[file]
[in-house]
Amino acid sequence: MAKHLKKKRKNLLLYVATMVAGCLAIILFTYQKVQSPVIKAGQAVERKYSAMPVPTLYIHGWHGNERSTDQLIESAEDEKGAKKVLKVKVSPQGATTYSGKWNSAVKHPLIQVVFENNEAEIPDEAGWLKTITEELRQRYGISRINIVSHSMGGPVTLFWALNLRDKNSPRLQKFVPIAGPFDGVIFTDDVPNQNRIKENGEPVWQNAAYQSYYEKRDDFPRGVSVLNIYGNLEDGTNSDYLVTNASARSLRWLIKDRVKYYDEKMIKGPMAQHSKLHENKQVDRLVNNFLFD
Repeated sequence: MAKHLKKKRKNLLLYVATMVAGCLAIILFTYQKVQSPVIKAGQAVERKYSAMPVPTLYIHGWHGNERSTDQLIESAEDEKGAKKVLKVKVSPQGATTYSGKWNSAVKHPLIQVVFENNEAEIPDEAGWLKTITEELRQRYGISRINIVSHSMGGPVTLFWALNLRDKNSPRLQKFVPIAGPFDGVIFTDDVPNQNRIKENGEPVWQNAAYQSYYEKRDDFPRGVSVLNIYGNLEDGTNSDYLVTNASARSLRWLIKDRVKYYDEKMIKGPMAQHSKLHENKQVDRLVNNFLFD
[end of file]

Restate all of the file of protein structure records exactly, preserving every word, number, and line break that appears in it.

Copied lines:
[in-house]
Amino acid sequence: MAKHLKKKRKNLLLYVATMVAGCLAIILFTYQKVQSPVIKAGQAVERKYSAMPVPTLYIHGWHGNERSTDQLIESAEDEKGAKKVLKVKVSPQGATTYSGKWNSAVKHPLIQVVFENNEAEIPDEAGWLKTITEELRQRYGISRINIVSHSMGGPVTLFWALNLRDKNSPRLQKFVPIAGPFDGVIFTDDVPNQNRIKENGEPVWQNAAYQSYYEKRDDFPRGVSVLNIYGNLEDGTNSDYLVTNASARSLRWLIKDRVKYYDEKMIKGPMAQHSKLHENKQVDRLVNNFLFD
Repeated sequence: MAKHLKKKRKNLLLYVATMVAGCLAIILFTYQKVQSPVIKAGQAVERKYSAMPVPTLYIHGWHGNERSTDQLIESAEDEKGAKKVLKVKVSPQGATTYSGKWNSAVKHPLIQVVFENNEAEIPDEAGWLKTITEELRQRYGISRINIVSHSMGGPVTLFWALNLRDKNSPRLQKFVPIAGPFDGVIFTDDVPNQNRIKENGEPVWQNAAYQSYYEKRDDFPRGVSVLNIYGNLEDGTNSDYLVTNASARSLRWLIKDRVKYYDEKMIKGPMAQHSKLHENKQVDRLVNNFLFD